Read Me Like Braille


A bath so good, I’ll type it out.
But why do you prick
the nerves at the water’s horizon?
Such places do exist,
noted or kissed,
cued in or clueless.
I’m riding bubbles,
holding the soap, believing in children
and calling you
names deep into the mailbag’s destiny.
This letter always calms
me though, the part about how we
grow up. How we beat
childhood disease and meet somewhere
between the past and present future.
We fly to LA,
go to the Louvre,
sometimes as far as
Asian places, Thailand via Hong Kong,
the Wailing Wall to Budapest.
We are exotic beasts,
more beast than koala heartbeats.
I faint. I fruit.
I shrink into the apology of curtains’ pockets.
Never cause scenes,
take allergy meds,
work the wood of winter’s stove.
Six p.m. rows the loneliest hour,
even the paper cutter’s gone home.
I used to think
there was something of merit to incest,
a mystery of lineage that drew
the blood line
back to root, fondle
of scarf against the long throat
of genetics, but I grew jealous having
no kin, no one to lust
the tethers of my carrion,
cartilaged bones of legitimacy
and grew worn down
with the rotting cause of it all. The pinky’s cut
went numb. Even Hamlet
couldn’t persuade me to his mother anymore.
So here come the flames,
the final frontier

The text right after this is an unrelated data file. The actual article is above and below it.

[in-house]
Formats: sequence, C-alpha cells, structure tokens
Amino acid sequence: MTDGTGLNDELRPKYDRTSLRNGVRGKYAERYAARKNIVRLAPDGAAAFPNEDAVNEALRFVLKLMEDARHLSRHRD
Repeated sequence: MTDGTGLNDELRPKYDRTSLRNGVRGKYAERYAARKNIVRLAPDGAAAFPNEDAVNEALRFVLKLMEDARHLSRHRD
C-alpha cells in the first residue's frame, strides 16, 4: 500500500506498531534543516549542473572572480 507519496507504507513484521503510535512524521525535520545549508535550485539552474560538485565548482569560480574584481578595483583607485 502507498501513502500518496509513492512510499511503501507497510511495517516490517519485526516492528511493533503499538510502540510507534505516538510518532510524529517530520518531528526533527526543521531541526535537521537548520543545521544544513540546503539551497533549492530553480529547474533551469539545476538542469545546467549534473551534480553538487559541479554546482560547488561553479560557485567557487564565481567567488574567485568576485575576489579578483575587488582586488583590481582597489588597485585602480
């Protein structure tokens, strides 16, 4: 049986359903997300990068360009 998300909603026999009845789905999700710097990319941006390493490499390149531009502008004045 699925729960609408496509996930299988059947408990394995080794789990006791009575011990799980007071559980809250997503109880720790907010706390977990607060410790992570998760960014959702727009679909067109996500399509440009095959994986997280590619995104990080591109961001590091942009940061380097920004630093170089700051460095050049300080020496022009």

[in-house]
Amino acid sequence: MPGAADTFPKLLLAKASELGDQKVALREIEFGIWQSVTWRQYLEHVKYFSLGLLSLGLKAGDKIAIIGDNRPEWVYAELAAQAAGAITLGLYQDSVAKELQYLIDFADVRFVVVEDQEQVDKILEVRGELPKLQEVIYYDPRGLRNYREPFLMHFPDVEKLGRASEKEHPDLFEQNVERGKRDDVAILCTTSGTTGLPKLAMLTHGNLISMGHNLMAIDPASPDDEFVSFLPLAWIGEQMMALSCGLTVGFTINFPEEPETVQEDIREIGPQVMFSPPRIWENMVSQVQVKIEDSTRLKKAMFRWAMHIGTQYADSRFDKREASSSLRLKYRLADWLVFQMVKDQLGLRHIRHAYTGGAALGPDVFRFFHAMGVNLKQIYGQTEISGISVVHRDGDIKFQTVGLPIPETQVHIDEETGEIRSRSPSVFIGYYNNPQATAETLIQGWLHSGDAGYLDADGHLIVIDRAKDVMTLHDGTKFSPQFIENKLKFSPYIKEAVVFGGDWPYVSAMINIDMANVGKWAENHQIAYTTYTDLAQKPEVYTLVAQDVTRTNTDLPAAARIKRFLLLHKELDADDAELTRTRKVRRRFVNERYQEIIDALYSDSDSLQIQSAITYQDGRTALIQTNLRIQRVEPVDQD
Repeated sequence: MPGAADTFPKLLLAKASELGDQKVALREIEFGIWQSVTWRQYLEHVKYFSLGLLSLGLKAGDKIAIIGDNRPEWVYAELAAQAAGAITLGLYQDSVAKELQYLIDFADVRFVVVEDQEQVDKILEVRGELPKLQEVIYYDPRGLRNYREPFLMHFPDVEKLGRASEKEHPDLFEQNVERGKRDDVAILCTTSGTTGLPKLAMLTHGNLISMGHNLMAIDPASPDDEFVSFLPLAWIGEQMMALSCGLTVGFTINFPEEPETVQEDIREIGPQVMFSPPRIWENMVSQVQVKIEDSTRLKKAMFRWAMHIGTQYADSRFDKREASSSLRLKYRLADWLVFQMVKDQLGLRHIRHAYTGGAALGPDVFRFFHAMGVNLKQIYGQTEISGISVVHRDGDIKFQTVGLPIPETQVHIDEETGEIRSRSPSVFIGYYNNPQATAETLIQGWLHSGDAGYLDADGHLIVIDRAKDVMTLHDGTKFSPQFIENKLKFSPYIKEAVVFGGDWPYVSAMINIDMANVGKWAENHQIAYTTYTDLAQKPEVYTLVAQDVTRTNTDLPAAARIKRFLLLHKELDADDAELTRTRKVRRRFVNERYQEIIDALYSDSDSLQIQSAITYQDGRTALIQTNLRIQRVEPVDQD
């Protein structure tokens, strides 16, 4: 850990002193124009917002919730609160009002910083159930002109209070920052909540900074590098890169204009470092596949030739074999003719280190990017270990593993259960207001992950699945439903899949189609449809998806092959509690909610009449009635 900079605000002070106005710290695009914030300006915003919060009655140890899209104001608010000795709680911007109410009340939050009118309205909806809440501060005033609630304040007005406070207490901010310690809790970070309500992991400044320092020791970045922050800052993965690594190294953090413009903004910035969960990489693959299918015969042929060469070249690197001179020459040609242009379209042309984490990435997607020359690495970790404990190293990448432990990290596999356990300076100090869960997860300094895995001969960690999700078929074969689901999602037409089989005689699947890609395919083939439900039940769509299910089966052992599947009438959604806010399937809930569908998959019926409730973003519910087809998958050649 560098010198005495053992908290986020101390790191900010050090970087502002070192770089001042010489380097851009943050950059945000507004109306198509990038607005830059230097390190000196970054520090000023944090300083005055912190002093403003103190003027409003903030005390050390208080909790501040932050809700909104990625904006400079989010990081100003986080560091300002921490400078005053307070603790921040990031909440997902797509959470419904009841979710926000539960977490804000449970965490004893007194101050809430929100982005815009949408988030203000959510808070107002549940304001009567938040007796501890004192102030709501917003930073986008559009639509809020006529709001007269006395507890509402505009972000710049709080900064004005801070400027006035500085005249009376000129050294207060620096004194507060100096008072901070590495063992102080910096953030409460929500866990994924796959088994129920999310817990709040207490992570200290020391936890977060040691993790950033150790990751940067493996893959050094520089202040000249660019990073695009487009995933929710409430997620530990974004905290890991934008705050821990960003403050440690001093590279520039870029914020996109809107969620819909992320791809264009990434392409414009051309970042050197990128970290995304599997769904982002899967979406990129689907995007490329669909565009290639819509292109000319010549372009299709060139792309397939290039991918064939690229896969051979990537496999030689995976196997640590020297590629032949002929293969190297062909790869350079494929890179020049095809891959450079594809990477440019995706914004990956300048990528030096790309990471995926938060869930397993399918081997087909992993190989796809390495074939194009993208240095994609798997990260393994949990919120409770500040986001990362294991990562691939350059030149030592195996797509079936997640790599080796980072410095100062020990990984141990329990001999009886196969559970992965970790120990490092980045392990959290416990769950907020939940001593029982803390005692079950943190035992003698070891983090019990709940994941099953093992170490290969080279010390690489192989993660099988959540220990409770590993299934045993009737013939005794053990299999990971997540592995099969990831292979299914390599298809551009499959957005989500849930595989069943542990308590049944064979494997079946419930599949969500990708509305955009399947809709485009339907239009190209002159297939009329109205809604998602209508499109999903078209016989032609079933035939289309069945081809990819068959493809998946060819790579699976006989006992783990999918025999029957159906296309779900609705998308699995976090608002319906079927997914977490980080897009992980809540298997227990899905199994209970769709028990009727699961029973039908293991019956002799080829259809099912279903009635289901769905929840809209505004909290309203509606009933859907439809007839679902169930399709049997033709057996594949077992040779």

of possessing the one who doesn’t want
a washing off of skin with lathering habits,
the melting bones of humanity’s nest,
I’m a blackbird now.
I fly back to my stash of crackers,
sneak into your front
window, leave your bed by the night’s tattoo,
plunder other stomachs for nourishment.
Feed on me too,
I’m the cup
of anything as long as you read me like Braille,
my only simile
in this pile of wings: please
ride me home now, punctured with shadow.

–Amy King (appeared in ElevenEleven)

Poetics Poetry Sexy

AMY KING View All →

Amy King is the recipient of the 2015 Winner of the Women’s National Book Association (WNBA) Award. Her latest collection, The Missing Museum, is a winner of the 2015 Tarpaulin Sky Book Prize. She co-edited with Heidi Lynn Staples the anthology Big Energy Poets of the Anthropocene: When Ecopoets Think Climate Change. She also co-edits the anthology series, Bettering American Poetry, and is a professor of creative writing at SUNY Nassau Community College.

9 Comments Leave a comment

  1. Your poem has largesse the size of continents, yes, your multitudes. I think of the European conquerors who claimed lands for their kings and queens and in contrast, your explorer bird who both serves and drinks from cups of braille so that we may feel new lands beneath our skins, of self and other. How brave and beautiful your voice, poet. It is a call to arms of love and loss and pain, without weapons. Thank you so much.

  2. Don’t know about that! but they are true words, inspired (as in the original Greek sense to breathe into) by your poem. I wanted to give you back something for having made and carried such a thing to this world. Beautiful.

  3. Heh…one of those ones..where
    I feel I like I’m cheating,
    knowing the stones of your creak bed,
    having run creak beds, darting.
    A very lavish and sly jurnt…yes…
    from the days of the instruments,
    almost, but with stars.

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